Editorial: Restore land, water conservation fund

The Land and Water Conservation Fund expired at the end of September when Congress failed to reauthorize the program.

The Land and Water Conservation Fund expired at the end of September when Congress failed to reauthorize the program.

The Land and Water Conservation Fund uses royalties from offshore oil and gas drilling operations to fund acquisition and development of parks and other public lands. Projects that had been identified in advance for next year would have filled in gaps along the Pacific Crest Trail and secured conservation easements for 165 acres of historic farmland at the Ebey’s Landing National Historical Reserve on Whidbey Island, and as well as conservation easements that would protect working forests near Mount St. Helens.

In the past, this hasn’t been a controversial program, and the fund has won reauthorization every time it came before Congress. Prior to the program’s expiration, U.S. Sens. Maria Cantwell, D-Washington, and Lisa Murkowski, R-Alaska, moved a bipartisan reauthorization bill through the Senate Energy and Natural Resources Committee.

But U.S. Rep. Rob Bishop, R-Utah, has vowed not to allow the Senate bill to move out of his committee — he won’t even allow hearings on the legislation — and instead has offered his own bill for discussion that would fundamentally change the intent of the fund and put an end to much of its work in securing public lands for recreation and conservation and aiding efforts to preserve working forests and farms.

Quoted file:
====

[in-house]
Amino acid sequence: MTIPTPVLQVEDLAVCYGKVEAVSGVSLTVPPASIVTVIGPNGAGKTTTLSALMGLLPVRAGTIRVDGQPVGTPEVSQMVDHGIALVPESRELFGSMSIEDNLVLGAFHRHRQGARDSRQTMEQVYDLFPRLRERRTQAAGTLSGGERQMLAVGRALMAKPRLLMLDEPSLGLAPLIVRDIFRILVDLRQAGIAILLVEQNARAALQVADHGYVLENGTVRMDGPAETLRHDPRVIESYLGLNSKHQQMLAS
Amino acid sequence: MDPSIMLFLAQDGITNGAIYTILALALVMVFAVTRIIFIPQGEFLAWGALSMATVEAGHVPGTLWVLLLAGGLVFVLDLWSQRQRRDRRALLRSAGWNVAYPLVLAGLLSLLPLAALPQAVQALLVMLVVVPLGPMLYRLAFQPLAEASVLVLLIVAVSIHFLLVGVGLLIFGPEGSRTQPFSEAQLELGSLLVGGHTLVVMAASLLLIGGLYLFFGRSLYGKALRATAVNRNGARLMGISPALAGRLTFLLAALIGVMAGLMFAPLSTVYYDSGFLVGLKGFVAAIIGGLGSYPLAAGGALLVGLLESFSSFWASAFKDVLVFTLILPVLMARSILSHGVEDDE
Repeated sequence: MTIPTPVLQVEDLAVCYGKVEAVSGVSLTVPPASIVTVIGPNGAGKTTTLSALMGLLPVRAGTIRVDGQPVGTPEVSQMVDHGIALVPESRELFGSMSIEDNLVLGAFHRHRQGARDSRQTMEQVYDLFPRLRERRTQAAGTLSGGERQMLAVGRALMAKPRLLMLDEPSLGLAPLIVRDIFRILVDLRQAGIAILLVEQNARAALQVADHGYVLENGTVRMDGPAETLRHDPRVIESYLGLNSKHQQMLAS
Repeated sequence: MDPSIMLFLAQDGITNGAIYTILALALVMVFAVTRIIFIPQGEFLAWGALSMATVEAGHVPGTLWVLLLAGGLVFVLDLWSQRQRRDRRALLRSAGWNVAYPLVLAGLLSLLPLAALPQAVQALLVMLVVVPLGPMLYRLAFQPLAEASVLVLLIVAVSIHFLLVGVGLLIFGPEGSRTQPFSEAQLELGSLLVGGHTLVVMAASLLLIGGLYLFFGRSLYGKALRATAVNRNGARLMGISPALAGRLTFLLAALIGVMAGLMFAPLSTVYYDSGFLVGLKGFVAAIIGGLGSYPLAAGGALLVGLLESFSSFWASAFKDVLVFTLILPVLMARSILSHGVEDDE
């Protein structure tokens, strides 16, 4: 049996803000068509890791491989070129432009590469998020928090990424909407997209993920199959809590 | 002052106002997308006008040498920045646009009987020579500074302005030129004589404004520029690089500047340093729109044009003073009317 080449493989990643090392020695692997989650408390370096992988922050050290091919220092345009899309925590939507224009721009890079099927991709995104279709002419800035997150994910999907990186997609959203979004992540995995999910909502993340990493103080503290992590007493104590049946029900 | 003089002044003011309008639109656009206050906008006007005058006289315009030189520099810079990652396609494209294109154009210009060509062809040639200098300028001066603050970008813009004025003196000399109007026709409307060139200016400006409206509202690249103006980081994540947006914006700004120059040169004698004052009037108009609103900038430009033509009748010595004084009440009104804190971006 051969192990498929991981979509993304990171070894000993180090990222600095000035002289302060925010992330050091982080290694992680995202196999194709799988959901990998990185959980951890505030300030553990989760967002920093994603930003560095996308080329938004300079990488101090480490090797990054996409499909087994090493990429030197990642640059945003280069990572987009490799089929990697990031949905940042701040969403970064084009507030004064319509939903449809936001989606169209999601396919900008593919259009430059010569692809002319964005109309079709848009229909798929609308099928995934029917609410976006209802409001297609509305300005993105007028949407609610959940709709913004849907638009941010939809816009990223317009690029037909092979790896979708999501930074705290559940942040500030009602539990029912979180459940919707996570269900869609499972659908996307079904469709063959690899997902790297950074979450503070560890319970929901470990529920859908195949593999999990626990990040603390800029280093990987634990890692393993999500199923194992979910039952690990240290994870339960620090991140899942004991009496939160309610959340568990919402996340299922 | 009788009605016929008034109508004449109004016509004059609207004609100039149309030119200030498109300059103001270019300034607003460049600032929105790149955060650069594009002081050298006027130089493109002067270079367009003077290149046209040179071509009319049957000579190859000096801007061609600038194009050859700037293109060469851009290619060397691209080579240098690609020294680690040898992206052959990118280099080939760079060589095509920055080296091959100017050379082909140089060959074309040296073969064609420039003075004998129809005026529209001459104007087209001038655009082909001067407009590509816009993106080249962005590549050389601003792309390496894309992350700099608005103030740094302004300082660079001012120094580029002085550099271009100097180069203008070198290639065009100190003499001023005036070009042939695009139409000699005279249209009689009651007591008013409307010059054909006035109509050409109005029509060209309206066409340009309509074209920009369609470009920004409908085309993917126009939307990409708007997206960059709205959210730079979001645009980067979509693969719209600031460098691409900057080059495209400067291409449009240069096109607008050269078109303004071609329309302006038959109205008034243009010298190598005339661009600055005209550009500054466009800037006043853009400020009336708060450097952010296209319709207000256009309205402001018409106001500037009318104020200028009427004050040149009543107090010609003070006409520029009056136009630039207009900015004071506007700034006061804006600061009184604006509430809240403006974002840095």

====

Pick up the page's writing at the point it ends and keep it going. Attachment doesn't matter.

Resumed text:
Bishop’s bill would only reauthorize the fund for seven years; and it would restrict funding for federal acquisitions, such as that for national parks and national recreation areas, to 3.5 percent of the fund, making it impossible that enough funding would be available for almost any project. Additionally, Bishop’s bill would restrict property acquisitions west of the 100th meridian, which roughly splits the country in half, to just 15 percent of what funding it would allow. Instead, Bishop’s bill seeks to divert money to promote offshore oil and gas exploration and streamline permits for oil companies.

Would Bishop suggest, rather than taking the family to a national park, vacationing at an offshore oil rig?

According to Rep. Derek Kilmer, the LWCF has invested nearly $600 million in more than 600 projects in Washington since it was first proposed by Sen. Henry M. “Scoop” Jackson some 50 years ago. It’s helped protect forestland in Kitsap County. And it’s done that with no cost to you.

“That’s because rather than invest taxpayer money from general funds, the LWCF has been funded through oil and gas lease revenues from companies that drill in the Outer Continental Shelf,” Kilmer wrote in a recent guest column. “Using offshore oil and gas revenues to improve public access to our nation’s most breathtaking landscapes is a win-win. What’s more, according to the Trust for Public Lands, every dollar spent through the LWCF generates $4 in economic value.”

Cantwell and Murkowski’s bill provides a fair and equal distribution between federal and state land projects. Leaders in the Senate and House should allow votes on that legislation.